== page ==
Isn’t that the question taking us all by the throat?  Why did Christ come in the first place? What was he thinking, this ultimate Displaced Person who has come among us to live and to die? The answer, which I have spent most of my adult life as a Catholic theologian trying to unpack, is that he came to redeem us. To rescue and deliver us from the scourge of sin and death, followed by an eternity spent in the company of evil spirits determined on our destruction. Isn’t this what the forty days of Lent remind us of? We are to harness our sluggish spirits to the hard discipline of Lent in order to sharpen awareness of the looming eschatological choices before us. What the old Penny Catechism used to call the Four Last Things ever to be remembered—Death, Judgment, Heaven, Hell. And not only to augment our awareness of them, but to fortify our resistance by the practice of precisely those virtues that enable us to overcome the devil and the temptations he delights in surrounding us with. What Lent is really about, the Church reminds us, is a solemn forty day summons to experience Christ anew, to enter into the humanity of his life so as to be drawn ever more deeply into the mystery of his divinity, his unending intimacy with the Father. Christ having spent forty days in the desert preparing to die, you and I are thus enabled to enter into life everlasting. There to commune forever in the company of the angels and saints. And all those we have loved and lost along the way.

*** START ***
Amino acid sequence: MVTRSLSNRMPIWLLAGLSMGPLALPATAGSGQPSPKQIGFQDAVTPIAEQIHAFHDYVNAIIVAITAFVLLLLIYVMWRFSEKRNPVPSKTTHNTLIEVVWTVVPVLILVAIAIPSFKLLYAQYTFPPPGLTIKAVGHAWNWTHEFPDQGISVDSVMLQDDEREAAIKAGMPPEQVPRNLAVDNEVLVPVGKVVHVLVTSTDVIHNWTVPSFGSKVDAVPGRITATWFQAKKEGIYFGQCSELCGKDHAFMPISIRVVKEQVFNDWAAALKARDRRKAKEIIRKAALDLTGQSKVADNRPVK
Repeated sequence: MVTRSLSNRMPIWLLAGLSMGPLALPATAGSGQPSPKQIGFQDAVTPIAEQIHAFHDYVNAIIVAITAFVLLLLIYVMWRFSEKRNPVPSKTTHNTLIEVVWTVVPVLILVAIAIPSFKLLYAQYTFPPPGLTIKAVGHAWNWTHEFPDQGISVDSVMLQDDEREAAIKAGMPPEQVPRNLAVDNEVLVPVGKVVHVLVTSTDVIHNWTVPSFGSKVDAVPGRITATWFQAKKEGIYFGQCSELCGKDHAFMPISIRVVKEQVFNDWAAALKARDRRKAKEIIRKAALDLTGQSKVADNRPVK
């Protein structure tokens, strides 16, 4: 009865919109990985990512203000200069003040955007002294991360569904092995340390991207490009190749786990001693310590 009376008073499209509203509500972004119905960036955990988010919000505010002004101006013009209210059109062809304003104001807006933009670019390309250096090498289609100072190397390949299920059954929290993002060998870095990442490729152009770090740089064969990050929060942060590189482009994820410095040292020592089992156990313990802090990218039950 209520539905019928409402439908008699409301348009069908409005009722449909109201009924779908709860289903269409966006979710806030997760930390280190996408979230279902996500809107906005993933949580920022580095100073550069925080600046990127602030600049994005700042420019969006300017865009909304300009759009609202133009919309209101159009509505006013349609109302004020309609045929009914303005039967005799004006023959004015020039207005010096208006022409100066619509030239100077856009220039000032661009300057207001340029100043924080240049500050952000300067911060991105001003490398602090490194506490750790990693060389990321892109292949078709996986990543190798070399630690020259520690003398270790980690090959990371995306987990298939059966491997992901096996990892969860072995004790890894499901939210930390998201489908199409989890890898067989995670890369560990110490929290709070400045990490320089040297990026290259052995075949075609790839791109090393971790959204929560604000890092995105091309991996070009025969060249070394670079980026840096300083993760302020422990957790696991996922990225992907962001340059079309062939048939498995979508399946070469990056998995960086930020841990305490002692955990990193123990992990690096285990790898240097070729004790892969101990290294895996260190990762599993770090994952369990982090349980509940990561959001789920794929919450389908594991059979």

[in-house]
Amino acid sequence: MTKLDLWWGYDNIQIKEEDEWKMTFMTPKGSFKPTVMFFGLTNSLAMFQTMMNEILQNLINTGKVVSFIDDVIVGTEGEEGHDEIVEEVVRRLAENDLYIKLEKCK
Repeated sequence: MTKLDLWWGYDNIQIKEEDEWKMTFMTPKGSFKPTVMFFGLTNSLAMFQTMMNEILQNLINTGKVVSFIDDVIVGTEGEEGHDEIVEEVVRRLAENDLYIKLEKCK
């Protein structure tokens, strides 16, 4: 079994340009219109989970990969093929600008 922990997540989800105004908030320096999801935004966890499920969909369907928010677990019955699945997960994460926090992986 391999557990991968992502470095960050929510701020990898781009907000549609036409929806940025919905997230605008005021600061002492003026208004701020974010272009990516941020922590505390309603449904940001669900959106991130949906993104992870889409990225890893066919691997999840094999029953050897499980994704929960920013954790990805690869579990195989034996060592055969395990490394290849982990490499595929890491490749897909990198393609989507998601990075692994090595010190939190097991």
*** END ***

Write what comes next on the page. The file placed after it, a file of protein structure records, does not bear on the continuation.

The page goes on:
This is, you’ve got to admit, pretty exciting stuff. Never, in fact, was a tale told we’d rather find true. “Show it to the heathen,” Dorothy Sayers challenges us, “and they may not believe it. But here is something a man might be glad to believe.”

Isn’t this what faith is finally about? And to the cultivation of that faith we are to consecrate our lives. Consumed by that “devouring fire,” Hans Urs von Balthasar has called it, “between two nights, two abysses: the night of adoration, followed by the night of obedience.” What a splendid opportunity Lent affords us to stoke the fires of each.

Editor’s note: The image above, titled “Christ in the Desert,” was painted by Ivan Kramskoi in 1872.


  • Regis Martin

    Regis Martin is Professor of Theology and Faculty Associate with the Veritas Center for Ethics in Public Life at the Franciscan University of Steubenville. He earned a licentiate and a doctorate in sacred theology from the Pontifical University of St. Thomas Aquinas in Rome. Martin is the author of a number of books, including Still Point: Loss, Longing, and Our Search for God (2012) and The Beggar’s Banquet (Emmaus Road). His most recent book, published by Scepter, is called Looking for Lazarus: A Preview of the Resurrection.